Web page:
Before we start this part of the tutorial, I want to point out a terrific article in Threads magazine (online) that I found over the weekend. It's an excellent guide to making scallops.
And then let me also give you the usual reminders:
1. Click on any photo/drawing for a larger view.
2. Notes on the photos will pop up if you hold your cursor over the photo.
3. If anything is confusing, please leave a comment or send me an email and I will do my best to clarify.
4. See the previous posts: The Skirt, Getting Started (part 1), and the "Un-"Waistband (part 2).
So here we go:
1. Put on the skirt and have someone help you mark the hem. Note that the hem on an A-line skirt is slightly curved, not straight as it would be on a pencil skirt. The best way to mark a hem like this is to measure from the ground up, all the way around the skirt. Wear a pair of shoes that you will wear with the skirt so that your posture is the same as it will be when you wear the skirt, since the height of a heel can throw your weight differently.
2. Take off the skirt and draw the curve of the hem directly onto the fabric using chalk or some other temporary marker. Fold your skirt in half and mark the center back as well. Check the hem you have marked and correct any wavy lines. Then remove the basting stitches from the side seams so that you can work with the back hem separately from the front hem.
3. Use a ruler or a strip of paper to find the width of the back hem from side seam to side seam. Then fold or divide this measure by an even number: I divided mine by six. This will be the approximate width of each scallop.
4. Find or draw an arc shape to use as your scallop edge. You might use a glass, a bowl, or you could use a compass to draw an arc. You don't have to use a full semi-circle; you could use just a portion of the circle for a more shallow arc shape. Once you have an arc shape you like (and which is the correct width for your measurement in step 3, above, trace it onto cardstock and mark the top corners of the scallop carefully. Mark the center of the scallop as well. Cut out the shape of your scallop: this will be your template.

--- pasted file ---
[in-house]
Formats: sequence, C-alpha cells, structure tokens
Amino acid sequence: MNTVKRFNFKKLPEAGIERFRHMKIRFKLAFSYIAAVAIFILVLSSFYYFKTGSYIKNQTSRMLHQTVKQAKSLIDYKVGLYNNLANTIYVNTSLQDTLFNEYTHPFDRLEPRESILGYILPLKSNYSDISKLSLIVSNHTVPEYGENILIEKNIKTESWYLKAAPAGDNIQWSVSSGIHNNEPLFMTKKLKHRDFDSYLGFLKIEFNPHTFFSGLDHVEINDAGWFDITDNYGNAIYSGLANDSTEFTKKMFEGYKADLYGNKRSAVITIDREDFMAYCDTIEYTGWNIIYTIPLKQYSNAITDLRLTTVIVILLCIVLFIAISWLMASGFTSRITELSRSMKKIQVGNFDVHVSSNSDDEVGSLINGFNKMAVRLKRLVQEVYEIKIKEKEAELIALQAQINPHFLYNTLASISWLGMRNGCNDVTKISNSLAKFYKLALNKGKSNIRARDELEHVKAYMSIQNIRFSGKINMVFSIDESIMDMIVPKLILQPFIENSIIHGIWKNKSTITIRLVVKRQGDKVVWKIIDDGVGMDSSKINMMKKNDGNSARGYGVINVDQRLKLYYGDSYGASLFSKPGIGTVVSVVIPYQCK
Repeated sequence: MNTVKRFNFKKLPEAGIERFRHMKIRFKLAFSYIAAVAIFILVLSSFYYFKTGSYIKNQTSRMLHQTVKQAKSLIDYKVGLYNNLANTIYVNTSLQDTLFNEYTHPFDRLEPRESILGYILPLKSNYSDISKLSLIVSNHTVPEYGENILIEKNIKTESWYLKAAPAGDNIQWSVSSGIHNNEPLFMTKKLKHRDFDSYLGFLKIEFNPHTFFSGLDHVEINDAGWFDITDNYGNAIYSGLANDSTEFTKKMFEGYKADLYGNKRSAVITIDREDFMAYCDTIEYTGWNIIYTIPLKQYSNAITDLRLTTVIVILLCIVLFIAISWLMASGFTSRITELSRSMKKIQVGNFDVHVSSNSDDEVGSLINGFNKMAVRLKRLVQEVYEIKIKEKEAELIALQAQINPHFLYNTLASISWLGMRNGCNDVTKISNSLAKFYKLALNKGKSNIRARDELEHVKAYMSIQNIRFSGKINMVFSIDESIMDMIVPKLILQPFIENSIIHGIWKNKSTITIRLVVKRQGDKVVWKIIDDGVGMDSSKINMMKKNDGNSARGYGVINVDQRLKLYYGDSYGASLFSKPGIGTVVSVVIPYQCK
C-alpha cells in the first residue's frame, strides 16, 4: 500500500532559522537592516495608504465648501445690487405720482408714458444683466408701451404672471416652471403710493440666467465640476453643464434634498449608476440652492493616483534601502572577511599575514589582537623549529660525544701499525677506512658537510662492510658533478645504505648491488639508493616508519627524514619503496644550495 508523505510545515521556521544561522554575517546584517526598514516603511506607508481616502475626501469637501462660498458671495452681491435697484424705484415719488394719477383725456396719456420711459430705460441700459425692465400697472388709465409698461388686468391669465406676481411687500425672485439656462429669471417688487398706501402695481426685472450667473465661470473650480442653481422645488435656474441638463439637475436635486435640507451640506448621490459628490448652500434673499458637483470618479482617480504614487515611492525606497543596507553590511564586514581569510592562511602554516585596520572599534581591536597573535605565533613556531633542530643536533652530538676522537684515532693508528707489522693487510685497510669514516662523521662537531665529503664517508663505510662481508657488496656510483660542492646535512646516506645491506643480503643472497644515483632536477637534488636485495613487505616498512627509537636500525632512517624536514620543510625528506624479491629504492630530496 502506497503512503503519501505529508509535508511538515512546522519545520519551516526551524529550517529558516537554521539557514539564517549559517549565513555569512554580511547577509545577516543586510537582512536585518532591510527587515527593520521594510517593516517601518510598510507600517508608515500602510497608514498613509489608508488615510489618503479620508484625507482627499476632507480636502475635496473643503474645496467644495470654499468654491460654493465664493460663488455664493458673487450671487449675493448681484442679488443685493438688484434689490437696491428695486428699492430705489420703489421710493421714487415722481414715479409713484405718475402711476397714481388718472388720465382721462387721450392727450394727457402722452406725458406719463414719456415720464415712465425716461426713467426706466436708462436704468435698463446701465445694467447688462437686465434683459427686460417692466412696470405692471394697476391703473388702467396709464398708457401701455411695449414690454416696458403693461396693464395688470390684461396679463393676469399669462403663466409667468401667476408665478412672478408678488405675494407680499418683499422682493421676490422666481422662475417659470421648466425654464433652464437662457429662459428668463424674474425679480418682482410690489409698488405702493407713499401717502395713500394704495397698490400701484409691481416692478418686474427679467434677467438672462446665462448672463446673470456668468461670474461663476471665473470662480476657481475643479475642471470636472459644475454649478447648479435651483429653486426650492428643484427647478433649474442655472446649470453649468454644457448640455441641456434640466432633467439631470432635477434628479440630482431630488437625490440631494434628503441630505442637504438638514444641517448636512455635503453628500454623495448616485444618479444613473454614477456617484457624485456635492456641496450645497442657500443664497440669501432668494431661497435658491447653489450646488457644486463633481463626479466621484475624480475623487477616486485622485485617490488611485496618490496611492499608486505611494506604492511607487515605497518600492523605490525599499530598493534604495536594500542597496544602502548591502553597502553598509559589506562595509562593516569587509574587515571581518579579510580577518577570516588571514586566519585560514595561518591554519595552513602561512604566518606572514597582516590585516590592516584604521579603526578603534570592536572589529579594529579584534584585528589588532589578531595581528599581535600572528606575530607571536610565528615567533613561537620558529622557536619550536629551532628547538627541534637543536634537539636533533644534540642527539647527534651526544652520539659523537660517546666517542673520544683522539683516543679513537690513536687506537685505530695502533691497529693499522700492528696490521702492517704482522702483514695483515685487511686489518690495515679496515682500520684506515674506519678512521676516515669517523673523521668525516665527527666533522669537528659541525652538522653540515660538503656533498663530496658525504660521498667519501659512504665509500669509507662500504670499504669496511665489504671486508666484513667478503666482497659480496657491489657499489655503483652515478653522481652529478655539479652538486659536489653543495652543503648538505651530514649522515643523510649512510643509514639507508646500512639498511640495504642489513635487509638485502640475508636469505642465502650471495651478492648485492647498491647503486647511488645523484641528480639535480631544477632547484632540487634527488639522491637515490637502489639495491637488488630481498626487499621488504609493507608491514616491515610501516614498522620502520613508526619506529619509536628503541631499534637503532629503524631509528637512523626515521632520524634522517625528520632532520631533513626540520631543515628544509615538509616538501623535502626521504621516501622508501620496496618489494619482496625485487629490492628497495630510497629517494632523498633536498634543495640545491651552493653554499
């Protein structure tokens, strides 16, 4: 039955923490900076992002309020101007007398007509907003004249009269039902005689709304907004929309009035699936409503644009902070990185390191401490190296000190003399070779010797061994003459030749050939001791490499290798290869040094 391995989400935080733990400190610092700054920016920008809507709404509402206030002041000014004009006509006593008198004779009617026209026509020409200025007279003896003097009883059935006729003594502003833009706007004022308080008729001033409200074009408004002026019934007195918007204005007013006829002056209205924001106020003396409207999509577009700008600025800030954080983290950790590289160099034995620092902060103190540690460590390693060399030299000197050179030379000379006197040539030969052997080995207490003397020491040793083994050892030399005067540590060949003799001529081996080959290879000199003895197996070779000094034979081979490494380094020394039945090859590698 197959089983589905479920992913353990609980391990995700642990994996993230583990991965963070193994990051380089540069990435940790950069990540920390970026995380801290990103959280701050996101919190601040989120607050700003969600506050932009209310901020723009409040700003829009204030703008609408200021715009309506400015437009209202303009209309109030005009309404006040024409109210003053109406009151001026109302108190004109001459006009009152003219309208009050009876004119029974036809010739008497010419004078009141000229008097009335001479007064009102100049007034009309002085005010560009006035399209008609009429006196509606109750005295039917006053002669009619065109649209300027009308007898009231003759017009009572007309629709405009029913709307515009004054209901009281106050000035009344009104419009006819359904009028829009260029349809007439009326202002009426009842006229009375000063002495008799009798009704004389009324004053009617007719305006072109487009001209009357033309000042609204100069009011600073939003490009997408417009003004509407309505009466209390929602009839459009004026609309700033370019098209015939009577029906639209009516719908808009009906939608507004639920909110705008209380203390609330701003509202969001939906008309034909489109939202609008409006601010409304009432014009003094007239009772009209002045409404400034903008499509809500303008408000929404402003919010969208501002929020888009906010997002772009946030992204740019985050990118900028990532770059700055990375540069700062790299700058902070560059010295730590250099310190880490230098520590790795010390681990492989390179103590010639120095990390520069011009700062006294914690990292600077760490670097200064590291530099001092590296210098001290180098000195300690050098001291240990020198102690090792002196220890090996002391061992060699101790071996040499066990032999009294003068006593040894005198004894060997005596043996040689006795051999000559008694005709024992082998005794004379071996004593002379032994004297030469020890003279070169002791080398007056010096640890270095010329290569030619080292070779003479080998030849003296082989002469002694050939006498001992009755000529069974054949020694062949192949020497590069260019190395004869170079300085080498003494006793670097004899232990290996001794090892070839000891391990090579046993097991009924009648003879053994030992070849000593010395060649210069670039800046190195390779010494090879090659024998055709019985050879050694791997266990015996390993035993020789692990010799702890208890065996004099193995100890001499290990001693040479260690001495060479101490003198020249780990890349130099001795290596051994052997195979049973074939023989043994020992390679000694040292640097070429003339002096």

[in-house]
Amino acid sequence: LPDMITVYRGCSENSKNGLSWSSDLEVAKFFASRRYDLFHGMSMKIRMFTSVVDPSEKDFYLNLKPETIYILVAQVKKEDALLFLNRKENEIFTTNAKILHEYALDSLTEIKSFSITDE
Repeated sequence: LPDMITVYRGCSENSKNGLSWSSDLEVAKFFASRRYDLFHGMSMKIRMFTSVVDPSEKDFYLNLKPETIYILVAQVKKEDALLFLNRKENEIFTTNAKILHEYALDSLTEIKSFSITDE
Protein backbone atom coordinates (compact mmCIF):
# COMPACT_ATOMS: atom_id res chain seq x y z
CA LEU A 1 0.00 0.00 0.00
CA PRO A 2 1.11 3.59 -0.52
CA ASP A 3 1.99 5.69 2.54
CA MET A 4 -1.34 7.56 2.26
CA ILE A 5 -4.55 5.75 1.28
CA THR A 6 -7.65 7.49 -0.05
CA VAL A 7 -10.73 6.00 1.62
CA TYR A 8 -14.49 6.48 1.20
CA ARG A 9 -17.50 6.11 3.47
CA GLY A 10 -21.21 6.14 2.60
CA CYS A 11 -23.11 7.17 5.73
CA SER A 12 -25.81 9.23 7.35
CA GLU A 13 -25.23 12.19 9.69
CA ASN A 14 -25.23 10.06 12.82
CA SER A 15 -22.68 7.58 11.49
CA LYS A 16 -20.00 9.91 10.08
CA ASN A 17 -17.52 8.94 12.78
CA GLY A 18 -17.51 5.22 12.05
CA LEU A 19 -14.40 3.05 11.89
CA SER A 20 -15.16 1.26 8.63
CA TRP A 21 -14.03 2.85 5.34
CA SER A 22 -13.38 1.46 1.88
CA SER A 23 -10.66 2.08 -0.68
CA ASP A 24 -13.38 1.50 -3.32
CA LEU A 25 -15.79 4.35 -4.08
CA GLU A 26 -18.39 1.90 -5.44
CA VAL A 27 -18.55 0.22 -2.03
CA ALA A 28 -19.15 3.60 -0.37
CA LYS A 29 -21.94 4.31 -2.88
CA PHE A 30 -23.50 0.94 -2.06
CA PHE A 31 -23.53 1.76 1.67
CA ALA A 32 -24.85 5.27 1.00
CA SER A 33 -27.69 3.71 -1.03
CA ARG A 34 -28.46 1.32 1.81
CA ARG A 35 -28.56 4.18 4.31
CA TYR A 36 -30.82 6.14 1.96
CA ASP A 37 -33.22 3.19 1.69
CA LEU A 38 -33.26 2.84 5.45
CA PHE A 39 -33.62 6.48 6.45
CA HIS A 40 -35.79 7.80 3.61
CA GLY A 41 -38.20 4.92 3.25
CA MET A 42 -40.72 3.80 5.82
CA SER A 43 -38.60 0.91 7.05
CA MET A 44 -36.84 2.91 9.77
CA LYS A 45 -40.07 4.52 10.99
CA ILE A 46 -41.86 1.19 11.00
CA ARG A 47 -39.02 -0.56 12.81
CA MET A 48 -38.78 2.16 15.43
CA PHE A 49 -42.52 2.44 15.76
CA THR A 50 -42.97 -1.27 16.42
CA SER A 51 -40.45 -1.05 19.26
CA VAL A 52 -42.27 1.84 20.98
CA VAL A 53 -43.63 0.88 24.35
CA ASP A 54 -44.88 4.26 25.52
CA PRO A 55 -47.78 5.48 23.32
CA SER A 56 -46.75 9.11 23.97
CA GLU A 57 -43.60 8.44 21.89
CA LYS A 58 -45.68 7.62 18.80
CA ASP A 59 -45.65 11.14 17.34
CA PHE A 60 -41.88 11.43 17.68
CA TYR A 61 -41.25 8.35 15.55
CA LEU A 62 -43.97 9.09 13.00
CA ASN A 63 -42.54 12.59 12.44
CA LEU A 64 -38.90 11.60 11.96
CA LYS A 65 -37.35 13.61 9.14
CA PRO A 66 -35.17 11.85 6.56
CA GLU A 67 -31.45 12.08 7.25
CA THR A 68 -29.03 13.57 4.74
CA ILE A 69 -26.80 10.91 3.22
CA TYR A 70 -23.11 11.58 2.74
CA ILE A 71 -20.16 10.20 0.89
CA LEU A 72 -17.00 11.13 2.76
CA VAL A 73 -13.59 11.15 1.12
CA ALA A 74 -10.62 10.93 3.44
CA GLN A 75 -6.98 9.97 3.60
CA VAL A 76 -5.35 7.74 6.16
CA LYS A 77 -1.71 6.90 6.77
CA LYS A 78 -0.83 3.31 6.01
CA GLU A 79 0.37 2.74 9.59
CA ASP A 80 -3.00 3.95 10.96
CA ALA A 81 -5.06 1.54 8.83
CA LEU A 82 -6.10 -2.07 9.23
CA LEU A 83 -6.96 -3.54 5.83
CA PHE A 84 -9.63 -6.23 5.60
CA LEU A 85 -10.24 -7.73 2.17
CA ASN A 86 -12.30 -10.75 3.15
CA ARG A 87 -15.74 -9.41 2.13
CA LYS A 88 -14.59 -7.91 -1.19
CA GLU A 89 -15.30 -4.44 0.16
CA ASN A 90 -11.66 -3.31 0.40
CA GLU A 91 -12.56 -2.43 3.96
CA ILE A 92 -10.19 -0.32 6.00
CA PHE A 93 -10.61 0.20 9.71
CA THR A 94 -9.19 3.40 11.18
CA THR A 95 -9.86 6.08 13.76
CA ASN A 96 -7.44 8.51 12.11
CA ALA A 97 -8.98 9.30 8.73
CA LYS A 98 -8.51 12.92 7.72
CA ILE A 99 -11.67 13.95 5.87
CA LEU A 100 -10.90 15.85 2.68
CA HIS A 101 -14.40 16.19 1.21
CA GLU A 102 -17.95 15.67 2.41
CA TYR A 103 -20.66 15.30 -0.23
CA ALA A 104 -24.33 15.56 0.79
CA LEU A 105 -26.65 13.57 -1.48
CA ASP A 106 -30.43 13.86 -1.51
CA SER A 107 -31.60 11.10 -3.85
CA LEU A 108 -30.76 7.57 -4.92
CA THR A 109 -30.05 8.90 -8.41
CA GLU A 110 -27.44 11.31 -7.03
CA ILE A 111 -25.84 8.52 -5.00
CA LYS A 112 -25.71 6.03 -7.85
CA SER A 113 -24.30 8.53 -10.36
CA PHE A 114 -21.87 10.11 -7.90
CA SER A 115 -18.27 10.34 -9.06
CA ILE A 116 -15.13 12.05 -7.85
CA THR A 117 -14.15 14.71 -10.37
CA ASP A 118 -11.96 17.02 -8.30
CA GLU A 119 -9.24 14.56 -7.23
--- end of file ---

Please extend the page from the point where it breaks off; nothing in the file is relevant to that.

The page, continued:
5. Measure the height of your scallop, from the bottom of the curve to the corner. On your skirt, draw a line this high above your original hem line. This will be the line that you use to align your scallops.
6. Fuse a piece of interlining to the inside hem of your skirt, covering the two hem lines you have drawn and extending slightly above (at least 1") and below the two hem lines.
7. Now you'll need to transfer your two hem lines onto the interlining side of the skirt fabric, where you'll also be drawing your scallops. To do this, you could poke a pin through the hem lines at regular spots, and then rub your chalk over those places where the pin comes through on the inside of the skirt/interlining. Redraw the hem lines at the inside of the skirt, and then you can start drawing your scallops onto the interlining. Start lightly, since you will probably need to do some adjusting. Use the top hem line you have drawn to align the top of each scallop along the curve of the hem. Use the center line you drew on your template to mark the scallops at the side seams, which should each be half of your scallop shape, and the scallop at the center of the skirt should align with the center line on your scallop template. Note that the lower edge of the scallop curve should align with the placement of the front hem when you reach the side seam. Adjust if necessary.
8. When you are happy with your scallop shapes, cut a length of fabric to use as your facing. You can use the same fabric that you used for your skirt, or you could use a contrast fabric if you want a little color on the inside of your scallops - just for fun. I used a piece of natural-colored lightweight muslin for my skirt. Cut your facing along the length of the fabric so that the selvage edge will become the top of the facing. This saves you from a bulky seam that might show through on the outside of the skirt.
9. Pin or baste your facing fabric to the outside of the scallop hem, aligning the selvage edge an inch or two above the top of the highest scallops (the scallops nearest the side seams). I found it worked best to baste the fabric at the top and bottom so that it did not slip as I was sewing.
10. Sew your scallops, following the lines you've drawn.
11. Press the scallops flat to set the stitches. Then trim around each scallop, leaving a scant quarter-inch seam allowance. Snip into the corners between the scallops very carefully; you want to clip as close to the stitching as possible without clipping your seam.
12. Un-pin or remove the basting from the facing and turn the scallops right side out. Open and press each curve individually, making sure that the seam is opened and the curves are smooth.
13. Once you're happy with the scallops, smooth the facing and skirt hem and baste the facing to the skirt at the side seams. Then you can sew the side seams of the skirt, catching the facing in the seams.
14. Blindstitch the selvage edge of the facing to the inside of the skirt fabric. Catch a few threads of the skirt in each stitch so the facing doesn't hang down or flap around when you are wearing the skirt.
15. Hem the front of the skirt along hemline you drew.
And you're done, at last!
I would love, love, love to see completed garments. Please send me photos, and I will be happy to post them if you will permit me to do so.